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Noise/Music: A History
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Noise/Music: A History

3.54  ·  Rating Details ·  233 Ratings  ·  23 Reviews
Noise/Music looks at the phenomenon of noise in music, from experimental music of the early 20th century to the Japanese noise music and glitch electronica of today. It situates different musics in their cultural and historical context, and analyses them in terms of cultural aesthetics. Paul Hegarty argues that noise is a judgement about sound, that what was noise can beco ...more
Paperback, 232 pages
Published September 1st 2007 by Bloomsbury Academic (first published August 15th 2007)
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Apr 03, 2014 Connor rated it it was ok
About as engaging and informative as a review on Pulse Demon written by a 17 year-old RYM user who just discovered the work of Gilles Deleuze and Karl Marx. Both tinged in the same boring pseudo-academia pretenses.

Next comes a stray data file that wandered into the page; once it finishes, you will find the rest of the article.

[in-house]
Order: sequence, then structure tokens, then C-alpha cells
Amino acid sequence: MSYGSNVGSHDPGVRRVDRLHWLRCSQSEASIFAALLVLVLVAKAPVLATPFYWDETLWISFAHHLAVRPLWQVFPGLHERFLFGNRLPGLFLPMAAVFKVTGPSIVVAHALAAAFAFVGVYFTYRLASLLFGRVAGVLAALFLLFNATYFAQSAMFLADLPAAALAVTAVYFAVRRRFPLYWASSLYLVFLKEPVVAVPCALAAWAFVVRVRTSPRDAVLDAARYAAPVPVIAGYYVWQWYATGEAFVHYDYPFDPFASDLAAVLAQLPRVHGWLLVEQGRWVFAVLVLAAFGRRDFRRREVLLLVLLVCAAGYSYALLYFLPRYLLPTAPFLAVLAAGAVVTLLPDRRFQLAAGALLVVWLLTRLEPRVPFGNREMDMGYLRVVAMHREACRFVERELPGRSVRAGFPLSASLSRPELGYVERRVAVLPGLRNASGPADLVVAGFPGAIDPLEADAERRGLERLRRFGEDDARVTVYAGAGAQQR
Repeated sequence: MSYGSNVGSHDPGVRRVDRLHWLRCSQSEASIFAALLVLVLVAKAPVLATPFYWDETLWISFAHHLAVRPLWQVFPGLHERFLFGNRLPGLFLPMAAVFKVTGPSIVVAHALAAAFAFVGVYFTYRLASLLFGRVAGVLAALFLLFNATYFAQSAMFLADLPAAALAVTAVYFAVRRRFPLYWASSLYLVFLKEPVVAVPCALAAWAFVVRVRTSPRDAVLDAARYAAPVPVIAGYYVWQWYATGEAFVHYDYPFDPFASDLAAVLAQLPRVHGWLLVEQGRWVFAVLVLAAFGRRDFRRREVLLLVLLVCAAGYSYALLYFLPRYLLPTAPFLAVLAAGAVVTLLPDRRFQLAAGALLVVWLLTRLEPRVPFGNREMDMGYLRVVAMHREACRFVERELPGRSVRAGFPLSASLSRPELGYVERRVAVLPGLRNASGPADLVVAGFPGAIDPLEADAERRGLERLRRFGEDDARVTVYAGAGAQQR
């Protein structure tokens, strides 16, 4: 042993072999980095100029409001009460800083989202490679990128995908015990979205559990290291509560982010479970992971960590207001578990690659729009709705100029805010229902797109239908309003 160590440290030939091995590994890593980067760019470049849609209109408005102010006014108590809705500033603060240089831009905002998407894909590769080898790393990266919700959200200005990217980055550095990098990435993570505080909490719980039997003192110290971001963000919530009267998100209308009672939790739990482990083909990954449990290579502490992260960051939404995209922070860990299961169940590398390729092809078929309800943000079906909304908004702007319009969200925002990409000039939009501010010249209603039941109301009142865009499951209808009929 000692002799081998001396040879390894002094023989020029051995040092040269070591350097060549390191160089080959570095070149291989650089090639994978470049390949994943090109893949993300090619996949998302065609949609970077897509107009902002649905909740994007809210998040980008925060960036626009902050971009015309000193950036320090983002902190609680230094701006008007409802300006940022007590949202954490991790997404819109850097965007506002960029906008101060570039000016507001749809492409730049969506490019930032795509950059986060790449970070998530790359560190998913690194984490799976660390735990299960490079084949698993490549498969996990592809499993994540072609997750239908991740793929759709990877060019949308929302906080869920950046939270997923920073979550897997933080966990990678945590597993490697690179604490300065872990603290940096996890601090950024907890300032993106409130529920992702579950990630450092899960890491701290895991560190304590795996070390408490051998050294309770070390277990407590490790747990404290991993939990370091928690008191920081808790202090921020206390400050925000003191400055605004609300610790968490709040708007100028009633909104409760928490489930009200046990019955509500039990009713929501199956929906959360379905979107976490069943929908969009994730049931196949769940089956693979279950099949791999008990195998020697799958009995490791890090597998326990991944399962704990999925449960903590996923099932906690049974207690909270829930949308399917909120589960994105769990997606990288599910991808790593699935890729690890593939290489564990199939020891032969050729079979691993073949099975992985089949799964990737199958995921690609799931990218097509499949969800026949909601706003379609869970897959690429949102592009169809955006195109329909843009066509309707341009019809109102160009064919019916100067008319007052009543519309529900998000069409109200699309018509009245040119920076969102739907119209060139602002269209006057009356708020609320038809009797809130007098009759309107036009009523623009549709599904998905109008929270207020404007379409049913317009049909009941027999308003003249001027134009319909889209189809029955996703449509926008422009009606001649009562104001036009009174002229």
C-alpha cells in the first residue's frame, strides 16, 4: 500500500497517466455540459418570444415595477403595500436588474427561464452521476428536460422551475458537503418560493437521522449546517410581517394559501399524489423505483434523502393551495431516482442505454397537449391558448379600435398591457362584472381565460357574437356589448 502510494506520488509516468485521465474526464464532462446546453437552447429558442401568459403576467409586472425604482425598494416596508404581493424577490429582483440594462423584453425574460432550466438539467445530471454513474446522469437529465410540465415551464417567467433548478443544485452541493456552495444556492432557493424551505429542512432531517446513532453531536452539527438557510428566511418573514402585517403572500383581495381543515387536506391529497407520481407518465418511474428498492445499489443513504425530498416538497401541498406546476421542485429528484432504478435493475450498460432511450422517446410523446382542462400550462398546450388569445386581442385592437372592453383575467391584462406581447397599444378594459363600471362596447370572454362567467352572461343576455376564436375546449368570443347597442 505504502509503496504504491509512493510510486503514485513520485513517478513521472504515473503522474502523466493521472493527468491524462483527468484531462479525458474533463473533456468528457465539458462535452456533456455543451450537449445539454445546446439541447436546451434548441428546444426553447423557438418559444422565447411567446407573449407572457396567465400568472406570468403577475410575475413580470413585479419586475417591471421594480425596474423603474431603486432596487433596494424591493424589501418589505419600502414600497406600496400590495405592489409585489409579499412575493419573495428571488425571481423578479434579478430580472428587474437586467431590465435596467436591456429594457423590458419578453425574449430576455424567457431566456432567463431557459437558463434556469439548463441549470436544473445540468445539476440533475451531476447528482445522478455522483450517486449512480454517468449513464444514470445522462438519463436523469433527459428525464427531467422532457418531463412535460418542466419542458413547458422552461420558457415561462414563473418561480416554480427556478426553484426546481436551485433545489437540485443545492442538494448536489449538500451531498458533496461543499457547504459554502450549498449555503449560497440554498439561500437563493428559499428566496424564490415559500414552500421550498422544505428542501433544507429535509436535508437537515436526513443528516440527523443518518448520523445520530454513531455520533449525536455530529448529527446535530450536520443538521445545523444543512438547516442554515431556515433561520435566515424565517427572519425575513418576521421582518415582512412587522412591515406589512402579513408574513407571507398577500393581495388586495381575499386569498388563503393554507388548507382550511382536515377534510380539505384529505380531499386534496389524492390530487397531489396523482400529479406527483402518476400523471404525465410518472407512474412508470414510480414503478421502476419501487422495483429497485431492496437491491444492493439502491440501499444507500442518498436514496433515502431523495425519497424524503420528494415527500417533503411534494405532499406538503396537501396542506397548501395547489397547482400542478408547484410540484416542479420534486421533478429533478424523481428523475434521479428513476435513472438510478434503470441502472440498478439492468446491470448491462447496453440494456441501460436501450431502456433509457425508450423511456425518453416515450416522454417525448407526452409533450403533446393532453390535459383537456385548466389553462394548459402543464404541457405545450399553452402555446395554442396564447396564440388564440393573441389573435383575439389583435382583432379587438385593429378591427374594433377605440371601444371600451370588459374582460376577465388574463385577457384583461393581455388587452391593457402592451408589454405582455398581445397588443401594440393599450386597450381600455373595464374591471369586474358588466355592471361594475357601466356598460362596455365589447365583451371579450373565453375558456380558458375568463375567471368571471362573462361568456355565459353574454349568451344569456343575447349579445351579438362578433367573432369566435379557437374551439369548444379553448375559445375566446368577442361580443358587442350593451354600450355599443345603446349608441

Jul 25, 2012 Adam rated it it was amazing  ·  review of another edition
Recommends it for: musicians, outsider music fans, fans of Merzbow and electronic music
I was initially only going to read a chapter or two as research for a paper that I was writing, but after that paper was done I got completely immersed. Each chapter is set up like a research paper in and of itself, but obviously relating back to the overarching topic of "Noise" - either as music, in music etc.

Several chapters in the beginning actually begin as a very in depth study into the history of rock music and "other" music and where other histories of "rock" follow that branch from the B
Aug 28, 2008 Walid rated it it was ok